Cultural Humility and Affirming Polyamorous and Non-Monogamous Relationships
Organized and facilitated by Shawn Chrisman and Ruby B Johnson
June 26, 2015
Vantage Point Counseling
3300 Oaklawn Ave, Suite 415
Dallas, Texas 75219
for more details, go to polydallas2015.com.
Polyamorous and Non-Monogamous relationships have increased over the last decade. The way individuals, in the 20’s to early 30’s or Millennials, are relating, connecting, attracting, and permitting themselves to have non-traditional relationships is creating a more sex positive and dynamic relationship structure. However, Generation X proves to have a different experience and expectation of relationships and their structure.
Hence the exposure, experience, and knowledge base of these different relationships is esoteric to many mental health and substance abuse providers within the community. Demystifying and educating providers is key to providing a conducive non-shaming therapeutic environment. However providing knowledge is a practice of cultural competence, infusing cultural humility into practice creates authenticity and positive regard within the clinician.
To support these principles of the helping relationship, the content richly addresses definitions of polyamory and non-monogamy, coupled with a graph which offers a visual aide for attendees, under language, Unpacking heteronormative and monogamy privilege is exposed as well as the challenge to provider’s beliefs, values, and norms of relationships. To assist with unpacking privilege, myths and misconceptions of these relationships are debunked. Next, the focus shifts to the therapist.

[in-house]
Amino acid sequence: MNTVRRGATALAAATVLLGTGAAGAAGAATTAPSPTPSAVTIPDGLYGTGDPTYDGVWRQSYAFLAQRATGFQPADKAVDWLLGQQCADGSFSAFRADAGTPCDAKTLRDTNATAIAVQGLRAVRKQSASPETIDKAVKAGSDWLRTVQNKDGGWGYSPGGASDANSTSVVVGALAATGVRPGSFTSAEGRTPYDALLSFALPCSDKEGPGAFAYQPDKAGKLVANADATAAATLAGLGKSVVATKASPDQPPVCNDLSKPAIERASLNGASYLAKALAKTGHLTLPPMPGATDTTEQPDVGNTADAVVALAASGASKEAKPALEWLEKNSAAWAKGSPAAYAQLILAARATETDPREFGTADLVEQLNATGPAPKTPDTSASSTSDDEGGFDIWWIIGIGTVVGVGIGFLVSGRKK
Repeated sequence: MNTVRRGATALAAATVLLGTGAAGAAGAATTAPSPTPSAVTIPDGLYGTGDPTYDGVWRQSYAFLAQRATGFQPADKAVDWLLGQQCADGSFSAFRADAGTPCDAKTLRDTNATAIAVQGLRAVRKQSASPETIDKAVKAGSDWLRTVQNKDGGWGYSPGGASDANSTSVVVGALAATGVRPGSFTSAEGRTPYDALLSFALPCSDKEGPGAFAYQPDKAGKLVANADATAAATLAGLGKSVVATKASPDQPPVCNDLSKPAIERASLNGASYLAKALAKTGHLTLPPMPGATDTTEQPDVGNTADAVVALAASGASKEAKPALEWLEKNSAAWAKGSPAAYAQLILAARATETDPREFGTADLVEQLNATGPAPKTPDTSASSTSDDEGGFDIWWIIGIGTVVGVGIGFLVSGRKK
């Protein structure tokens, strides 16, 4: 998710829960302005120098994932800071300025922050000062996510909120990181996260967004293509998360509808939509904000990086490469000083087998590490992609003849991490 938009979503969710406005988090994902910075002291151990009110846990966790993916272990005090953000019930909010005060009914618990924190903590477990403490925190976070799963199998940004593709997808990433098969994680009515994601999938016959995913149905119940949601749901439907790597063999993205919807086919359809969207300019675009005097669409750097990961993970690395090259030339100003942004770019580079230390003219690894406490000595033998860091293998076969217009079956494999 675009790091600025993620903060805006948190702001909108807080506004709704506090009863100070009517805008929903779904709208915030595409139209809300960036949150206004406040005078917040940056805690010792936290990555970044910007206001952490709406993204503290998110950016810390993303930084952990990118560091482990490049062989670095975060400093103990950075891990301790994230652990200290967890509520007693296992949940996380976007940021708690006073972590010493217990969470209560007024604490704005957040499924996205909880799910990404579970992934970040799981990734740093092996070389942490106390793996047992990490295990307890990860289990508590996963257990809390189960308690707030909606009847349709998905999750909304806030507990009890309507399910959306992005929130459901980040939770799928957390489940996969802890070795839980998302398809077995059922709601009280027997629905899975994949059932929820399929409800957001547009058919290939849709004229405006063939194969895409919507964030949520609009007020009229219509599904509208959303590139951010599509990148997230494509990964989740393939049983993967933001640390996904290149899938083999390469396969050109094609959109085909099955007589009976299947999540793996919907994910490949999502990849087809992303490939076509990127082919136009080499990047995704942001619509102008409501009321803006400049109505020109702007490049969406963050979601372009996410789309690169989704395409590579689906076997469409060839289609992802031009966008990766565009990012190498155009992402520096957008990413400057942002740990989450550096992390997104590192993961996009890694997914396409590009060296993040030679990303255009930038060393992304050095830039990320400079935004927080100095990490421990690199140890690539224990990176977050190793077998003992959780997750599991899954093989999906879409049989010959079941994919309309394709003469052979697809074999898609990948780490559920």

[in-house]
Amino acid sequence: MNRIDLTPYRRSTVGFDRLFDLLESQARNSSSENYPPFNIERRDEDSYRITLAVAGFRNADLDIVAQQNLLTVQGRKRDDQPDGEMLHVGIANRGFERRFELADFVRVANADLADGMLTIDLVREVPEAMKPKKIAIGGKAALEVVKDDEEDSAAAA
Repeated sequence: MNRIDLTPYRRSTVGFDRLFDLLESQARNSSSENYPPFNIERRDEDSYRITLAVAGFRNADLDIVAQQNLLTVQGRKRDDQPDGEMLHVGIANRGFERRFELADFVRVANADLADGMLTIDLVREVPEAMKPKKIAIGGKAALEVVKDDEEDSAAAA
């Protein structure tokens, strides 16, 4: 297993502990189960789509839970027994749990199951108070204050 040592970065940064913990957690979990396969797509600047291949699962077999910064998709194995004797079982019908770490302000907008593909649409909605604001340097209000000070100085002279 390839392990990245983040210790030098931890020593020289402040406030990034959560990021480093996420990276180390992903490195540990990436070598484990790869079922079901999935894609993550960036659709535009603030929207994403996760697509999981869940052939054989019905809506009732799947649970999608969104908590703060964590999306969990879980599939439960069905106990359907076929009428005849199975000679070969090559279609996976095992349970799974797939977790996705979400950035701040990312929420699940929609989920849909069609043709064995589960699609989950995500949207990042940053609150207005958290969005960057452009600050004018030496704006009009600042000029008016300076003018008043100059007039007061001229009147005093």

The way of being, in the helping profession, is cultural humility. The four tenants of cultural humility are:
Commitment to lifelong learning & critical self-reflection
Recognize/challenge power imbalances
Develop & maintain mutually respectful dynamic partnerships based on mutual trust
With each one of the tenets, solutions, techniques, and suggestions for change are offered that include (not limited to) unconscious bias, racial bias, counter transference, professional boundaries, dual relationships, microaggressions,, social, political, economic bias, sex positivity versus sex addiction, and intellectual privilege (Dunning-Kruger Affect).
Certain theories have been shown to assist with effective practice such systems, constructivism, Bowenian, feminist, and gender queer. Techniques such as the genogram, gender/relationship
inclusive assessments, narrative versus structured assessment, collaborative (with client) treatment planning and interventions, including considerations for cultural, social, community, and services barriers. Additionally, one must be aware of community resources and support.